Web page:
• VC term sheet is not a legal promise to invest. In some cases, TS may prevent potential targets from soliciting any other investors for a period of time. And there’s one thing I am curious about – are friends or business networks the most effective sources to generate deal flow in practice?

    • I’d like to hear others’ points of view on that question, but in my opinion, business networks are better on the whole. Friends usually don’t know what you’re really doing 🙂 That said, friends can bring valuable information on a Founder’s character.

  • During my internship in a VC firm, I was mainly involved in generating deal flow and evaluating startups, but the following process is quite far from my daily work, and I hope to hear these tasks more in our session.

  • The network effects and personal skills involved in finding good deals and good teams to invest in is something that I did not consider before but that is as important (if not more) as the financial analysis, especially given the huge amount of potential deal flow that has arisen lately in the market!

  • I’ve learned about valuation Startups and generating deal flows during my previous internship. But monitoring portfolio companies and liquidating positions are quite new to me, I would like to learn more by doing case studies in class.

  • Apparently, VCs invest in many firms, but only a few would turn out to be successful. So I’m pretty curious about the “monitoring the portfolio companies” stage. What would VC firms do in real practice if they feel things are not going in the direction they want after investing? Should they try to intervene in companies’ operations or simply liquidate and then walk away (since we often hear about saying goes like “intervention is not a good thing for startups”)?

  • I would also be interested how these tasks change with the position one has in a VC. For example, as VC Partner you would be concerned with raising funds, however, as an Analyst you will be more focused on evaluating companies and working on portfolio companies. It would be interesting to know what the “day-to-day” tasks for the different positions are.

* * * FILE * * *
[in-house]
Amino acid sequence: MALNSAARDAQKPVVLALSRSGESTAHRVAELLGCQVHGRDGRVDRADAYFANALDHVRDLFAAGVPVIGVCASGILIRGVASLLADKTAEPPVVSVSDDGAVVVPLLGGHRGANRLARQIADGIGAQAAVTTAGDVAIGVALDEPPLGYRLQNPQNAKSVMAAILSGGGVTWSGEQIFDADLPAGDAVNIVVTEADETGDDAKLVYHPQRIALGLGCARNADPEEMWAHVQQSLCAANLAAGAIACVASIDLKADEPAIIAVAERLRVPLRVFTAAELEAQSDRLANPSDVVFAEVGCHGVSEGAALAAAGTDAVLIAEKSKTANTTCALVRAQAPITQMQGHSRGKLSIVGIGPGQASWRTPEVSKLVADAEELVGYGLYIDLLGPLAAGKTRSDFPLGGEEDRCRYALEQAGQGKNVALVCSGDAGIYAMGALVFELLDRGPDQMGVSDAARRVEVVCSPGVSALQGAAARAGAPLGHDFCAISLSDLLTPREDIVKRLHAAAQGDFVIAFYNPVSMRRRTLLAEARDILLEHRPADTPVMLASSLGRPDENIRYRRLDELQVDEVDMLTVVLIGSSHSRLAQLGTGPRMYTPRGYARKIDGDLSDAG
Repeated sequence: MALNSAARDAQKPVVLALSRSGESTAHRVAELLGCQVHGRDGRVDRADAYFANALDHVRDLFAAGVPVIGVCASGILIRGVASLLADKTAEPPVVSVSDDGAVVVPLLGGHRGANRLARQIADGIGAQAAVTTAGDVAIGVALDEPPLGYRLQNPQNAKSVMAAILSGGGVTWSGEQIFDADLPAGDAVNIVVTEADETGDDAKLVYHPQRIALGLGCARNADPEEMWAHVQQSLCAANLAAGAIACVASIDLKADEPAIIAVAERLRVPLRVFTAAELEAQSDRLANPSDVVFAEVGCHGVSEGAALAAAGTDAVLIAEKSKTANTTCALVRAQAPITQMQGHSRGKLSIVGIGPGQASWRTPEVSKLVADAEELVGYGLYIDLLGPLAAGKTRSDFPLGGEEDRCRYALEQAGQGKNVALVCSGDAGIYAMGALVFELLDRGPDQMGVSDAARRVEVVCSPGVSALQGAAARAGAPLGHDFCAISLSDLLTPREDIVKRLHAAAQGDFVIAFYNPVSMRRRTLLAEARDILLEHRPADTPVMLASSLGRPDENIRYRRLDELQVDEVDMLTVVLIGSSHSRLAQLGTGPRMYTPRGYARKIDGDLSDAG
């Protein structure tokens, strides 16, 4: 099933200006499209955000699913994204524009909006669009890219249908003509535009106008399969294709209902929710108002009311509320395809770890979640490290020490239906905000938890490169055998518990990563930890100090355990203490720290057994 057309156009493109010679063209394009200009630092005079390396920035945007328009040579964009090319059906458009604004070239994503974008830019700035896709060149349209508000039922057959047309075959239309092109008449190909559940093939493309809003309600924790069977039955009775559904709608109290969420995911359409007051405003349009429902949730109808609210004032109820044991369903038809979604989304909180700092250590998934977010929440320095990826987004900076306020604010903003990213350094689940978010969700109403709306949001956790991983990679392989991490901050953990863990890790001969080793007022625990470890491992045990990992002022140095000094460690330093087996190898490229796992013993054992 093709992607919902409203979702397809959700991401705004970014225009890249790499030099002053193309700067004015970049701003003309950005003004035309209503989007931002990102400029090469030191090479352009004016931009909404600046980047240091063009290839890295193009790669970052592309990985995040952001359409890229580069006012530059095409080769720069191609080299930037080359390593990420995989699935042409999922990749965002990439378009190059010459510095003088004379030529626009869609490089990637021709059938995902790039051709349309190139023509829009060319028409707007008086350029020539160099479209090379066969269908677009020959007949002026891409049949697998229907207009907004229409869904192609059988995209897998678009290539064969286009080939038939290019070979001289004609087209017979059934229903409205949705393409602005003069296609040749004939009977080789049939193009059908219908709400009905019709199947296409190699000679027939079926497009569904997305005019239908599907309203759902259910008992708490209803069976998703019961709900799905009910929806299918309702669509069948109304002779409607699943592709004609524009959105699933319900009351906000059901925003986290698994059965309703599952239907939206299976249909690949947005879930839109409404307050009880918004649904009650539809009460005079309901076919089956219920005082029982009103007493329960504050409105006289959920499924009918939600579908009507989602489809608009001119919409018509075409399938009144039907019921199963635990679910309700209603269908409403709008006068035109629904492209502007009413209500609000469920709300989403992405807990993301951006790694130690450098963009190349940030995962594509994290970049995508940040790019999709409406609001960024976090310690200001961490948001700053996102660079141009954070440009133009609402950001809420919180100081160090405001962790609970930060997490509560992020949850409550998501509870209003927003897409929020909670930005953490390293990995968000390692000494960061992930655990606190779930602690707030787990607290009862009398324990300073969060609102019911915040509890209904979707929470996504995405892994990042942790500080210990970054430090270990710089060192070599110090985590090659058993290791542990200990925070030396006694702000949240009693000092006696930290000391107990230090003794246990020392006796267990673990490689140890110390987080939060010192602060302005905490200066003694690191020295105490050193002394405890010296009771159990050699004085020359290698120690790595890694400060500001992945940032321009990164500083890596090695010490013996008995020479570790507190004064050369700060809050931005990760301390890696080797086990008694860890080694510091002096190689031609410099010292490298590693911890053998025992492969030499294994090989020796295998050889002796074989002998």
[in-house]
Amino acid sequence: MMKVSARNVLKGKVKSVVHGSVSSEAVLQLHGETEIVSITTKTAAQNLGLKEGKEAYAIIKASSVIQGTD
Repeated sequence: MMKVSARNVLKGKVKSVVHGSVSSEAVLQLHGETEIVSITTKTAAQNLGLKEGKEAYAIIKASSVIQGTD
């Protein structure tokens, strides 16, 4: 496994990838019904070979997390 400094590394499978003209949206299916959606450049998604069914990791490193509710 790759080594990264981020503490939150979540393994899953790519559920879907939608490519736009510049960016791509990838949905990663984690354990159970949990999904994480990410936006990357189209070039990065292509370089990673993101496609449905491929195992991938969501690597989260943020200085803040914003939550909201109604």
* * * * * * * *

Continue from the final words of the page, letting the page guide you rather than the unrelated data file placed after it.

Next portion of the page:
• Thanks a lot for introduction. Although I would love to get deeper understanding on all the tasks, I believe that in order to raise new funds, performance (directly dependent on the 1-5 tasks) of the existing fund is pivotal. I would like to understand those metrics as well.

  • Thank you for the overview. I was pretty much aware of all of the different tasks, but am particularly curious about Fundraising as this is rarely discussed in Business School literature.

  • As a follow-investor (), I am particularly curious about:
    Negotiating a term sheet that satisfies all stakeholders and doesn’t hinder growth at later stages
    Liquidating a position (red, black or green): why, when and how
    Raising funds and more broadly appealing to target LPs

  • All the steps are familiar to me, but what I found interesting was to discover that these steps may happen at the same time – a single firm may have more than one fund and each fund may be in a different stage.

  • Generating deal flow seems accessible to me. However, it seems much more obscure to me to negotiate the term sheets. Indeed, I do not know what it is possible to negotiate at the risk of losing the deal.

  • I think the most interesting part is learning how to correctly evaluate startups and their exits. Raising funds is something that can now be done through many channels and it is also quite attractive.

  • I am only partially familiar with each of these steps, and am most interested in learning more about monitoring the current portfolio companies in order to have them become successful.

  • While I did not know about these six steps in detail, I am particularly interested in the evaluating start ups step. Due diligence helps to observe any red flags, but I also believe that intuition plays a huge role in deciding whether a start-up will succeed. Would be interesting to know how much of the success of VCs is attributed to successful due diligence and to intuition.

  • I have a broad understanding of each of the six steps, but am ager to dive into each step in more detail – particularly negotiating term sheets as I am most unfamiliar with this step